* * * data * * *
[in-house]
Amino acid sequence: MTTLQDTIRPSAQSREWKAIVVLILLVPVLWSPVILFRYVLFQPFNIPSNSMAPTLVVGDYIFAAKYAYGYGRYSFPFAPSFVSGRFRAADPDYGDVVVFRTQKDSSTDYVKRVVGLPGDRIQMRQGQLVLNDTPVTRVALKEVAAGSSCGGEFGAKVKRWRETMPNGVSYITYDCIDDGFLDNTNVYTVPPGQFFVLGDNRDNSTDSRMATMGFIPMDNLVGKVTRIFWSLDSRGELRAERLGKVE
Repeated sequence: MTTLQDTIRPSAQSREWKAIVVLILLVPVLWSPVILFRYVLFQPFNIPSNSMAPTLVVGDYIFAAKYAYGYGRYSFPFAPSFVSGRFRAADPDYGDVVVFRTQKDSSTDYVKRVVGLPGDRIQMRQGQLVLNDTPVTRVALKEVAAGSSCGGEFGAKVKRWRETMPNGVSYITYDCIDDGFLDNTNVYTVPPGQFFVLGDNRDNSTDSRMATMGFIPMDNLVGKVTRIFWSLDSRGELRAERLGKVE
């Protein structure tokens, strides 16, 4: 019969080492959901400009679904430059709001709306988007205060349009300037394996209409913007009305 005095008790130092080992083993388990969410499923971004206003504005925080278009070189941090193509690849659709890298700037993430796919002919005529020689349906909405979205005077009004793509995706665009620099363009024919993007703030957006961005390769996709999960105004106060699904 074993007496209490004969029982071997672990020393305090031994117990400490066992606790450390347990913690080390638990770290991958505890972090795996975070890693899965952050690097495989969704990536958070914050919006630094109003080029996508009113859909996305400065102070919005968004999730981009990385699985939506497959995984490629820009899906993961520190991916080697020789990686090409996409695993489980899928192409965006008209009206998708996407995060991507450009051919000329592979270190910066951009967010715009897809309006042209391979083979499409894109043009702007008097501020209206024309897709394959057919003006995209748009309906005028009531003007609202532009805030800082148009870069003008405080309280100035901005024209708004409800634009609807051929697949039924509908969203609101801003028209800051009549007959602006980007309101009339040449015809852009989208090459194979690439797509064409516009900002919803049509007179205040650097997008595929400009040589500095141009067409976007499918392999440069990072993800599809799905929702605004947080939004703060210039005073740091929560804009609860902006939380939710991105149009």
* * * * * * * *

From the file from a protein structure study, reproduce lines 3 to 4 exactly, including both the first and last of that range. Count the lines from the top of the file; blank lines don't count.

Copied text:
Repeated sequence: MTTLQDTIRPSAQSREWKAIVVLILLVPVLWSPVILFRYVLFQPFNIPSNSMAPTLVVGDYIFAAKYAYGYGRYSFPFAPSFVSGRFRAADPDYGDVVVFRTQKDSSTDYVKRVVGLPGDRIQMRQGQLVLNDTPVTRVALKEVAAGSSCGGEFGAKVKRWRETMPNGVSYITYDCIDDGFLDNTNVYTVPPGQFFVLGDNRDNSTDSRMATMGFIPMDNLVGKVTRIFWSLDSRGELRAERLGKVE
């Protein structure tokens, strides 16, 4: 019969080492959901400009679904430059709001709306988007205060349009300037394996209409913007009305 005095008790130092080992083993388990969410499923971004206003504005925080278009070189941090193509690849659709890298700037993430796919002919005529020689349906909405979205005077009004793509995706665009620099363009024919993007703030957006961005390769996709999960105004106060699904 074993007496209490004969029982071997672990020393305090031994117990400490066992606790450390347990913690080390638990770290991958505890972090795996975070890693899965952050690097495989969704990536958070914050919006630094109003080029996508009113859909996305400065102070919005968004999730981009990385699985939506497959995984490629820009899906993961520190991916080697020789990686090409996409695993489980899928192409965006008209009206998708996407995060991507450009051919000329592979270190910066951009967010715009897809309006042209391979083979499409894109043009702007008097501020209206024309897709394959057919003006995209748009309906005028009531003007609202532009805030800082148009870069003008405080309280100035901005024209708004409800634009609807051929697949039924509908969203609101801003028209800051009549007959602006980007309101009339040449015809852009989208090459194979690439797509064409516009900002919803049509007179205040650097997008595929400009040589500095141009067409976007499918392999440069990072993800599809799905929702605004947080939004703060210039005073740091929560804009609860902006939380939710991105149009």